Earlier this summer, 13-year-old Jaequan Faulkner, of Minneapolis, opened up a hot dog stand with the hope of raising enough money for new school clothes. However, when someone filed a complaint with the health department, officials with the city worked with the teen to get him a food vendor permit.
Officers with "Bike Cops for Kids" made a Facebook post encouraging people to visit Mr. Faulkner's Old Fashioned Hot Dogs, and business was booming. However, someone reported that Faulkner didn’t have an official permit to serve food, according to Logan Ebeling, a health inspector with the city of Minneapolis, reported KHOU.
Instead of shutting Faulkner’s business down, groups with the city worked to make him a legitimate entrepreneur.
"They worked with a couple groups in the area, NEON I know was involved, Appetite for Change, trying to support Jaequan and what he's doing. He's a great kid," Ebeling told KHOU.
Staff from the Minneapolis Health Department, the Minneapolis Promise Zone and the Northside Economic Opportunity Network (NEON) came together to help bring Faulkner's hot dog stand up to code.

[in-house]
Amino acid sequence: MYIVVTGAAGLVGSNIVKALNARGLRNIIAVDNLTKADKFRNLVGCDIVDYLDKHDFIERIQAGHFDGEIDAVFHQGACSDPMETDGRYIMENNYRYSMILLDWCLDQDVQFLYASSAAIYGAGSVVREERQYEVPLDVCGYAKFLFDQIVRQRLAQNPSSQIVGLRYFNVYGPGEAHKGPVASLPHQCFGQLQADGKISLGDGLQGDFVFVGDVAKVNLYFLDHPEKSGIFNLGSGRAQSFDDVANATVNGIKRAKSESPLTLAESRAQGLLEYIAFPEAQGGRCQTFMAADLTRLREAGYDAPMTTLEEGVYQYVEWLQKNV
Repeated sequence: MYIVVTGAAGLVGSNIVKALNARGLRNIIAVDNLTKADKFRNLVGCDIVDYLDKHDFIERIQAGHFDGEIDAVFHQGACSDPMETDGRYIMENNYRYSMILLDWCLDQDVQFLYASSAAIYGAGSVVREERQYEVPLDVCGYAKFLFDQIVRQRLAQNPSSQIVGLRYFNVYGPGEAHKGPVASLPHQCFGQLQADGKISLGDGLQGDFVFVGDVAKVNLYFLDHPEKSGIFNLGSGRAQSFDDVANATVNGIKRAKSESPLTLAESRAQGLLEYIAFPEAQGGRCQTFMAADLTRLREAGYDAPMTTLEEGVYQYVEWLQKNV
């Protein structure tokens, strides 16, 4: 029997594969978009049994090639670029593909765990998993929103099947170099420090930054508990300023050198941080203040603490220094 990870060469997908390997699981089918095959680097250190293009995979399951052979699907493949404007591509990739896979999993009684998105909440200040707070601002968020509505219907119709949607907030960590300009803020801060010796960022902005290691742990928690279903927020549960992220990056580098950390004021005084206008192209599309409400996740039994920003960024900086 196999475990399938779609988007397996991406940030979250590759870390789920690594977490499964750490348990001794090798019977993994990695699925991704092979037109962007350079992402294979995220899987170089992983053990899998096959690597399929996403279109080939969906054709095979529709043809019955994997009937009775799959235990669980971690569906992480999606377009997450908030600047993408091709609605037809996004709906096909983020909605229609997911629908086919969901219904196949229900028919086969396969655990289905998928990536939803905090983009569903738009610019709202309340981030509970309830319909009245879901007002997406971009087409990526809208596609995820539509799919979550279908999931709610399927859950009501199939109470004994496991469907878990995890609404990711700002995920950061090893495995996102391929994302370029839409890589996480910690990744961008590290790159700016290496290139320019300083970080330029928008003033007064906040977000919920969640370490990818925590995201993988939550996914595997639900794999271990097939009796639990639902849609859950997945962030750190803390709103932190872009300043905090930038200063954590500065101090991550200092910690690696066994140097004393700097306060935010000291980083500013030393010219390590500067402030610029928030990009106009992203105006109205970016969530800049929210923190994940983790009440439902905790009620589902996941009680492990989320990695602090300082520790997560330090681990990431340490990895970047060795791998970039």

"We've been working with Jaequan on the business side of things, like basic business, finance, marketing, pricing... he's really been excited about all of it," Ann Fix, program manager for the Northside Food Business Incubaor, told KHOU.
According to Ebeling, Faulkner needed to added a tent for overhead protection, a hand washing station and the city also gave him a thermometer to check the temperatures of his sausages and hot dogs.
"I pay me and my uncle and my cousin... but before I do any of that I pay tax," Faulkner said.
Even the Health Department staff chipped in to help pay for his $87 temporary permit.
"Surprisingly, I'm like, dang the city's not the bad guys in this situation. They're actually the ones who are helping me," Faulkner told the local news station. "It makes me feel kind of—not kind of—really proud that people know what I'm doing."
Faulkner hopes to earn enough money to buy a food cart for next summer.
"So the next few weeks we're just going to get him through this short-term food journey and then school starts and he's very, very focused and excited for school to start. Then in the fall and winter we'll start really strategizing and planning out to get his food cart," Fix said.
(Photo: Cindy Ord/Getty Images for NYCWFF)